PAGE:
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June 24, 2013

At War with the Weather

Posted by: Dave Ryman

The following post by Howard Kunreuther and Erwann Michel-Kerjan, authors of At War with the Weather, proposes an action plan to reduce future disaster losses in the wake of several catastrophic super storms and natural disasters.

The spate of disasters over the past year in the United States alone—the year—long drought, Hurricanes Isaac and Sandy in 2012, the severe Oklahoma tornadoes, and the flooding of the Mississippi this spring—illustrate the challenges we face in dealing with natural disasters. Hurricane Sandy caused an estimated $68 billion in economic losses to residences, business owners, and infrastructure. It is the second-most costly natural disaster in recent years in the United States, after Hurricane Katrina in 2005, but it is not an outlier. Economic and insured losses from devastating natural catastrophes in the United States and worldwide are climbing.

This trend will continue unless those in harm’s way take steps to reduce their risk. This is a challenge because of the human tendency to perceive the likelihood of a disaster as below our level of concern until after a disaster hits.  In fact, it is often only after suffering a loss that homeowners purchase insurance voluntarily. Many then cancel their policy just a few years later if they have not made a claim. Our analysis of data from the National Flood Insurance Program, which provides coverage to 5.5 million policyholders today, highlights this point: about half of all new flood insurance policies are canceled only 3 to 4 years after they are purchased, even though many homeowners are required to have coverage as a condition for a federally insured mortgage.

The passage of the Biggert-Waters Act in July 2012, one of the most important pieces of disaster-related federal legislation in recent years, provides an opportunity to address this problem. The Act renewed the National Flood Insurance Program for five years and reformed it significantly, with plans for improved flood mapping to determine risk-based premiums, and a concern for issues of affordability -- two guiding principles for insurance from our recent book, At War with the Weather: Managing Risks in a New Era of Catastrophes.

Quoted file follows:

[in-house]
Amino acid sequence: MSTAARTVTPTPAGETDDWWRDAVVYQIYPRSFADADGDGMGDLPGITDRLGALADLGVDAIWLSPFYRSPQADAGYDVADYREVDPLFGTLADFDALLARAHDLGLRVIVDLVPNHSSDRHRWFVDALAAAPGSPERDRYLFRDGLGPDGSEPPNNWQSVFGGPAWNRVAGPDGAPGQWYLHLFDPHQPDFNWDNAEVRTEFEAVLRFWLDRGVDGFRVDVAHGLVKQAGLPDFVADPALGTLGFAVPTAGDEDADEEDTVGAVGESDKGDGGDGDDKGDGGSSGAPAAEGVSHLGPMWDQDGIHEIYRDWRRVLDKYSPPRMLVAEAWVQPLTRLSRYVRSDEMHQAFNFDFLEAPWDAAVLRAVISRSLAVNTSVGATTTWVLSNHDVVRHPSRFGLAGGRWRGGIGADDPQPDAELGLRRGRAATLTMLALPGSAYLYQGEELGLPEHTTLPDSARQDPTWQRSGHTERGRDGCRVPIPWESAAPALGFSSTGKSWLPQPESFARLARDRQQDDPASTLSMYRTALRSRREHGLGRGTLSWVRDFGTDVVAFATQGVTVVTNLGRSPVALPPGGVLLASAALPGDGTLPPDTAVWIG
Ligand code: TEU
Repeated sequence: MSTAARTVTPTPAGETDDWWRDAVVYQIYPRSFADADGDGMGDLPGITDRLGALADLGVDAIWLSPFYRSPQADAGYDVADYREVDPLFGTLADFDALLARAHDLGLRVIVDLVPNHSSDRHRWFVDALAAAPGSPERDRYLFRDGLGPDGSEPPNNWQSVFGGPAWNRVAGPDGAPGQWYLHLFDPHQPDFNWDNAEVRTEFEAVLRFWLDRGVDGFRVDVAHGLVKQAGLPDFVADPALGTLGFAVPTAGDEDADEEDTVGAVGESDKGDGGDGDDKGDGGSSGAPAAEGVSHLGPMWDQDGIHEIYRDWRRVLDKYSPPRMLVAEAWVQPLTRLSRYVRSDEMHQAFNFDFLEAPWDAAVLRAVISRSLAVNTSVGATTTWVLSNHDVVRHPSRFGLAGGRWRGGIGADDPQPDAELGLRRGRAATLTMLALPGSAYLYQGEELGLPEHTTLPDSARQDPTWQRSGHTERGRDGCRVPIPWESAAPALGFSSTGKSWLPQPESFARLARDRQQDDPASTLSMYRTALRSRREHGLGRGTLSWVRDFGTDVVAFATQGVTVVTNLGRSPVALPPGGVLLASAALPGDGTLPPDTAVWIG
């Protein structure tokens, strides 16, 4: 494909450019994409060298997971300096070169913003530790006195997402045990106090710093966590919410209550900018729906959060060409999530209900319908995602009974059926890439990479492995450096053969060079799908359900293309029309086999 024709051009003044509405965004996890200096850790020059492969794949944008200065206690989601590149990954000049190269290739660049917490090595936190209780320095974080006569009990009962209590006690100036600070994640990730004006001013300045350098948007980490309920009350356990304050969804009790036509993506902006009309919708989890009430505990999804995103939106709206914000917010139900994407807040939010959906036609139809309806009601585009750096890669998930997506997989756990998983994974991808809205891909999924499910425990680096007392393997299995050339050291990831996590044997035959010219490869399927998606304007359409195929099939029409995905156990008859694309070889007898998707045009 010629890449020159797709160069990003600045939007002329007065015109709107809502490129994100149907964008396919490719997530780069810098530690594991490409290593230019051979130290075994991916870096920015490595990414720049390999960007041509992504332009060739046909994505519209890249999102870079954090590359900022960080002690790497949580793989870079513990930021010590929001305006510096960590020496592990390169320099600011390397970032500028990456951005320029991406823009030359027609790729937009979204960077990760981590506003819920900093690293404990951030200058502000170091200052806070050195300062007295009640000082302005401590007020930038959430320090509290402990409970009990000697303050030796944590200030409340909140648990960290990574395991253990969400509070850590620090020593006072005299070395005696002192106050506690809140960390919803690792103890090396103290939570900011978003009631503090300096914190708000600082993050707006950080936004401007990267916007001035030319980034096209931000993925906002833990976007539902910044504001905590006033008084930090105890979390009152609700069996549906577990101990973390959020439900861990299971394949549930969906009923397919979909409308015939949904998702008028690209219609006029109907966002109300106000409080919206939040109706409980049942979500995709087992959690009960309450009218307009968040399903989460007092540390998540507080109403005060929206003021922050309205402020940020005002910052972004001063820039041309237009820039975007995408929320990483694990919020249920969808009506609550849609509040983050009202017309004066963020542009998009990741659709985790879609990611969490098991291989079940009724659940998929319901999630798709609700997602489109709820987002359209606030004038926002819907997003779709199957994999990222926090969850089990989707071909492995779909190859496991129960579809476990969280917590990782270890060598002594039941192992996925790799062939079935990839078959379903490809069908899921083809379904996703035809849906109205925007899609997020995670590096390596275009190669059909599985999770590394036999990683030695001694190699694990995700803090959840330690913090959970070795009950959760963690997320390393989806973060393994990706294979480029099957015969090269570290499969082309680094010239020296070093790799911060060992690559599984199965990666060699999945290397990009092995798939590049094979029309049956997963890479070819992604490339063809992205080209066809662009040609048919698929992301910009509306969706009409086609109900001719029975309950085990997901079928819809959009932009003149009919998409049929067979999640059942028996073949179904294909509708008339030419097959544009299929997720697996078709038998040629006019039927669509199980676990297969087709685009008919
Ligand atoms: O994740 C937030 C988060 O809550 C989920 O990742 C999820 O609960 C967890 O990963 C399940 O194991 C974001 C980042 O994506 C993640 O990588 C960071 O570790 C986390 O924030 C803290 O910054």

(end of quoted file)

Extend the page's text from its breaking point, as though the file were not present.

Principle 1: Premiums Reflecting Risk.    Insurance premiums should reflect risk so that it is transparent to residents how exposed they are with respect to damage from floods and other disasters covered by their policy.  A risk-based premium also provides an economic incentive in the form of reduced premiums to property owners who invest in loss reduction measures.

Principle 2:  Dealing with Equity and Affordability Issues.   Higher premiums based on improved risk assessment are likely to impose a financial burden on low-income households. Insurance vouchers financed by general taxation may be the best way to make the risk-based rates equitable.

For the new flood insurance legislation to effectively reduce future flood losses and encourage investment in risk reduction measures, we urge the Federal Emergency Management Agency (FEMA) who implements the program to consider the following proposed action plan: create multi-year flood insurance policies combined with long-term mitigation loans. Both the insurance and loans would be tied to the property, not the individual, to avoid the tendency to cancel one’s insurance; the loan will spread the upfront cost of loss reduction measures (which is often a financial obstacle to the adoption of risk reduction) over the life of the house.  Well-enforced building codes should complement the multi-year insurance program.  Combined with a federal insurance voucher program to help those who currently live in hazard-prone areas and cannot afford risk-based insurance, this solution package would be both efficient and fair.

With the newly enacted Biggert-Waters Act and with the memory of Hurricane Sandy and Oklahoma City tornadoes still fresh in people’s minds, we have an opportunity to take important steps to reduce losses from future natural disasters.  The time to act is now!

 

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